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Euboea island, Satellite image of Euboea municipalities (except Skyros)

Euboea, or Evia or Negropont (Greek: Εύβοια, "She who is rich in oxen" , modern transliteration: Evvoia, Evvia or Evia), is the largest island of the Greek archipelago. It is separated from the mainland of Greece by the Euboic Sea. In general outline it is long and narrow; it is about 150 km (90 miles) long, and varies in breadth from 50 km (30 miles) to 6 km (4 mi). Its general direction is from N.W. to S.E., and it is traversed throughout its length by a mountain range, which forms part of the chain that bounds Thessaly on the east, and is continued south of Euboea in the lofty islands of Andros, Tenos and Mykonos.

Euboea has one of the longest prefectures in Greece in length. Euboea is also the second largest island in Greece by area and population after Crete.


Euboea was believed to have originally formed part of the mainland, and to have been separated from it by an earthquake. This is fairly probable, because it lies in the neighbourhood of a fault line, and both Thucydides and Strabo write that the northern part of the island had been shaken at different periods. Its northern extremity is separated from the Thessalian coast by a strait, which at one point is not more than 1.5 miles (2.4 km) wide. In the neighbourhood of Chalcis, both to the north and the south, the bays are so confined as to make plausible the story of Agamemnon's fleet having been detained there by contrary winds. At Chalcis itself, where the strait is narrowest, it is called the Euripus. The extraordinary changes of tide which take place in this passage have been a subject of note since classical times. At one moment the current runs like a river in one direction, and shortly afterwards with equal velocity in the other. A bridge was first constructed here in the twenty-first year of the Peloponnesian War (410 BC). The name Euripus was corrupted during the Middle Ages into Evripo and Egripo, and in this latter form transferred to the whole island. Later the Venetians, when they occupied the district, altered it to Negroponte, referring to the bridge which connected it with the mainland.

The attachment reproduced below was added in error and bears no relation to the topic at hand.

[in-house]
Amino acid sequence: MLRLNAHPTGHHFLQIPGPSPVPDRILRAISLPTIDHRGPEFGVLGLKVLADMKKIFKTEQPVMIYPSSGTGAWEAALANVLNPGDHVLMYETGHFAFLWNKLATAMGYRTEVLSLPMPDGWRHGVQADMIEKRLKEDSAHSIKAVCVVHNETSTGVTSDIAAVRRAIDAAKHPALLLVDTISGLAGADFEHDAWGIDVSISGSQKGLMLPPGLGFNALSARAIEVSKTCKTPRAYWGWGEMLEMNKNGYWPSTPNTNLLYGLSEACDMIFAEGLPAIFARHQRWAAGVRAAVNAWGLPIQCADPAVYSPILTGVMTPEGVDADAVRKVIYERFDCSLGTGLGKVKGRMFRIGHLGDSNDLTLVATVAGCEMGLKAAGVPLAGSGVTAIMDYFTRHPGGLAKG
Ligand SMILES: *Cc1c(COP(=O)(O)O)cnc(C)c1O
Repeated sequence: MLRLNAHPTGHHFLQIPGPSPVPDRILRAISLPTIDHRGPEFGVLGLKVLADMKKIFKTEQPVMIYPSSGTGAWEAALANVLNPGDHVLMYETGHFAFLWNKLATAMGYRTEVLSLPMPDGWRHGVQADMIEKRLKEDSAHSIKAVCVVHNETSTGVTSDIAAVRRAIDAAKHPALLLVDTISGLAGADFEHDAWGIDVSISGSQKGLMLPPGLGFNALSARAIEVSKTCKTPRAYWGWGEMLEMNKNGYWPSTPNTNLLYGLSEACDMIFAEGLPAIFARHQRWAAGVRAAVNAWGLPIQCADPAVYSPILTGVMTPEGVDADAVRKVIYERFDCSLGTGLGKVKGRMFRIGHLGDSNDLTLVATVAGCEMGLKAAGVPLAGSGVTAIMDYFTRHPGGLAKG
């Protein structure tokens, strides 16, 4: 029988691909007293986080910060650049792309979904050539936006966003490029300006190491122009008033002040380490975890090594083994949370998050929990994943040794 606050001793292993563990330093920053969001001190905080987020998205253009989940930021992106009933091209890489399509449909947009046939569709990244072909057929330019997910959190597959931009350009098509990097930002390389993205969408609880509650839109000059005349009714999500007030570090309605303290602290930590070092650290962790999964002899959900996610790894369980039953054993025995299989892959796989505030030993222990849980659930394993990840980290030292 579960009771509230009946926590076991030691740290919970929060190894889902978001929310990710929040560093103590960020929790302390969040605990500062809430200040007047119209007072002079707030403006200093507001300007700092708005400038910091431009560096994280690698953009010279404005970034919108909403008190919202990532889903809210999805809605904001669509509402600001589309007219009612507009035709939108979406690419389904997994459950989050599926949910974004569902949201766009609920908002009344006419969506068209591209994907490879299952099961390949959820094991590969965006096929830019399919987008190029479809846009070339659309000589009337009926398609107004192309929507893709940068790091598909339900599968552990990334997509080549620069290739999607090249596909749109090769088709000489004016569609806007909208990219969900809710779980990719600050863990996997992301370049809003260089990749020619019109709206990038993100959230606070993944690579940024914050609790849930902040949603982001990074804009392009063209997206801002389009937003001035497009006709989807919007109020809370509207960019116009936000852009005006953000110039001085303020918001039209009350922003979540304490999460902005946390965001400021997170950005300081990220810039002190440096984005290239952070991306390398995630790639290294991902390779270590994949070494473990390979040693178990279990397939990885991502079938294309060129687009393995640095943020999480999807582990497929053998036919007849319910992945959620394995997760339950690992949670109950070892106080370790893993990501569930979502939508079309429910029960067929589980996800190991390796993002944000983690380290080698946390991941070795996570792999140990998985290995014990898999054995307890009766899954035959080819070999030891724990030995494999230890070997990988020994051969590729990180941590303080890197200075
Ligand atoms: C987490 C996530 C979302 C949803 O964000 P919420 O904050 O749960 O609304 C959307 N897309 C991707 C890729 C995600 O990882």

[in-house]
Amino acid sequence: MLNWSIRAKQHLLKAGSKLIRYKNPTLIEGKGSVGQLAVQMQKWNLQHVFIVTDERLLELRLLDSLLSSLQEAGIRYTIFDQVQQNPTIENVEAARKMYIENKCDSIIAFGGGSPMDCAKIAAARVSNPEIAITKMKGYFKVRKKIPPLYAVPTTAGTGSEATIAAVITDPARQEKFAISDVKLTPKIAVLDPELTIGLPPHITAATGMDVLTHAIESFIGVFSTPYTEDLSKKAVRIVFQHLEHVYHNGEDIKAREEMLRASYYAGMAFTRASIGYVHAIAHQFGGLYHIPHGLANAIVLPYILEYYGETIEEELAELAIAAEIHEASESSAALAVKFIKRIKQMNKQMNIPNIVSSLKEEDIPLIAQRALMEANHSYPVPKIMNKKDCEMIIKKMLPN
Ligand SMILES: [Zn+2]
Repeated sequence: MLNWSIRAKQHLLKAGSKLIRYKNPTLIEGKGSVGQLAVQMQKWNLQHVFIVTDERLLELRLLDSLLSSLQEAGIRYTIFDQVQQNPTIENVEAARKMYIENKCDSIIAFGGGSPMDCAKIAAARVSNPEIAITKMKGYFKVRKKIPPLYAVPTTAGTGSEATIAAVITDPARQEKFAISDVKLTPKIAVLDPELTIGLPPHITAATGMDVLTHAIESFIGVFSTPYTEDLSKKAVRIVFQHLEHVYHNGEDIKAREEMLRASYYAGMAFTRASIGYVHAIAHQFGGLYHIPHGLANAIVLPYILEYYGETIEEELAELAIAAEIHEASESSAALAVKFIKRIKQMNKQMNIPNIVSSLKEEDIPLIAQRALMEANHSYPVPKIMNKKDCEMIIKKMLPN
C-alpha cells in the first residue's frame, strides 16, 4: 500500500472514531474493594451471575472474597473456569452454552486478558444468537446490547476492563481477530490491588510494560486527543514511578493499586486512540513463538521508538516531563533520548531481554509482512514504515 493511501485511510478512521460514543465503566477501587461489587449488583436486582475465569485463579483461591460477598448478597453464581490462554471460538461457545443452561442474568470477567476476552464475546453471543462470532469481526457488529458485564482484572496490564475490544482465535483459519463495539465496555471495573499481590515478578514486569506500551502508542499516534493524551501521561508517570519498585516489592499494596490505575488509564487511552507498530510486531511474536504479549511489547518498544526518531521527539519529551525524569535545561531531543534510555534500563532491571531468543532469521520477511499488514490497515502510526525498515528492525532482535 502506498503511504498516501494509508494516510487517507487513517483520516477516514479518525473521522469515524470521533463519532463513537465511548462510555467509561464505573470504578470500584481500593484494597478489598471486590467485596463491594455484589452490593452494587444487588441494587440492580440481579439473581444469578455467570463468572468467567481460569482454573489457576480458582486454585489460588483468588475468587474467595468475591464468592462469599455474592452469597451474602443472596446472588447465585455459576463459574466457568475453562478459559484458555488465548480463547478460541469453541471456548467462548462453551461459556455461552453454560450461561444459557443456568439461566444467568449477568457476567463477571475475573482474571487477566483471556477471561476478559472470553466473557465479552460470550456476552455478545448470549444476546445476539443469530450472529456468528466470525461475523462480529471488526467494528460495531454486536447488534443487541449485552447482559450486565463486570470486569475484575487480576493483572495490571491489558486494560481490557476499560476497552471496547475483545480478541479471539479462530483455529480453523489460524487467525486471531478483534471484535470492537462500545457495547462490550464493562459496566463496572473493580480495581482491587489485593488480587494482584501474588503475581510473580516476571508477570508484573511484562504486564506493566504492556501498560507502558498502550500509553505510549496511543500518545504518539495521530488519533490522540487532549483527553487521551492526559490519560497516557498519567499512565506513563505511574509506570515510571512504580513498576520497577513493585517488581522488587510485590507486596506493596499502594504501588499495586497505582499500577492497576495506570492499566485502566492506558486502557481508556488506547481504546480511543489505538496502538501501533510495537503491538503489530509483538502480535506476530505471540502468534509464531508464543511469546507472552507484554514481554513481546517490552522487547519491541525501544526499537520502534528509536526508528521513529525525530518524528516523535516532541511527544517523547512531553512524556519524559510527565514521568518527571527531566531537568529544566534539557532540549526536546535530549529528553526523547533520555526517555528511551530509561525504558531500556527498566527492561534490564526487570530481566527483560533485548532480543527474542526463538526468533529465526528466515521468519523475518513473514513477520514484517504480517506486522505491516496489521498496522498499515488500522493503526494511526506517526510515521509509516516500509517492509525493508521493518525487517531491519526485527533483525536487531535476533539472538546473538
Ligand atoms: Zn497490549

Part of Euboea [Source]

Like most of the Greek islands, Euboea was originally known under other names, such as Macris and Doliche from its shape, and Ellopia and Abantis (Άβαντες) from the tribes inhabiting it.

The main mountains include Dirphys (1,745 m), Pyxaria (1,341 m) in the northeast and Ochi (1,394).

The neighboring gulfs are the Pegasitic Gulf in the north, Maliakos Gulf, Northern Euboean Gulf in the west, the Euboic Sea and the Petalion Gulf.

Euboea, Kymi , Traditional Fashion


Elephenor, offspring of Ares, son of Chalcodon, 
great-hearted leader, commanded the Abantes, 
who live to breathe war's fury, soldiers from Euboea, 
Chalcis, Eretria, wine-rich Histiaea, Cerinthus by the sea, 
men from the steep fortress Dium, Carystus, and Styra.
These swift Abantes came with Elephenor,
their hair grown long behind, warrior spearmen, 
filled with fierce desire to tear apart their enemies,
to pierce armed bodies with their long ash spears. 
Forty black ships came with Elephenor.

Homer, Iliad Book 2

The history of the island is for the most part that of its two principal cities, Chalcis and Eretria. Both cities were Ionian settlements from Attica, and their importance in early times is shown by their numerous colonies in Magna Graecia and Sicily, such as Cumae, Rhegium and Naxos, and on the coast of Macedonia. In this way they opened new trade routes to the Greeks, and extended the field of western civilization.

How great their commerce was is shown by the fact that the Euboic scale of weights and measures was in use in Athens until Solon, and among the Ionic cities generally. They were rival cities, and appear at first to have been equally powerful; one of the earliest of the sea-fights mentioned in Greek history took place between them, and in this it is said that many of the other Greek states took part.

In 490 BC Eretria was utterly ruined and its inhabitants were transported to Persia. Though it was restored after the Battle of Marathon, on a site at a little distance from its original position, it never regained its former eminence, but it was still the second city in the island. From this time its neighbour Chalcis held an undisputed supremacy. Already, however, this city had suffered from the growing power of Athens. In the year 506 BC the Chalcidians were totally defeated by the Athenians, who established 4000 Attic settlers on their lands, and seem to have reduced the whole island to a condition of dependence.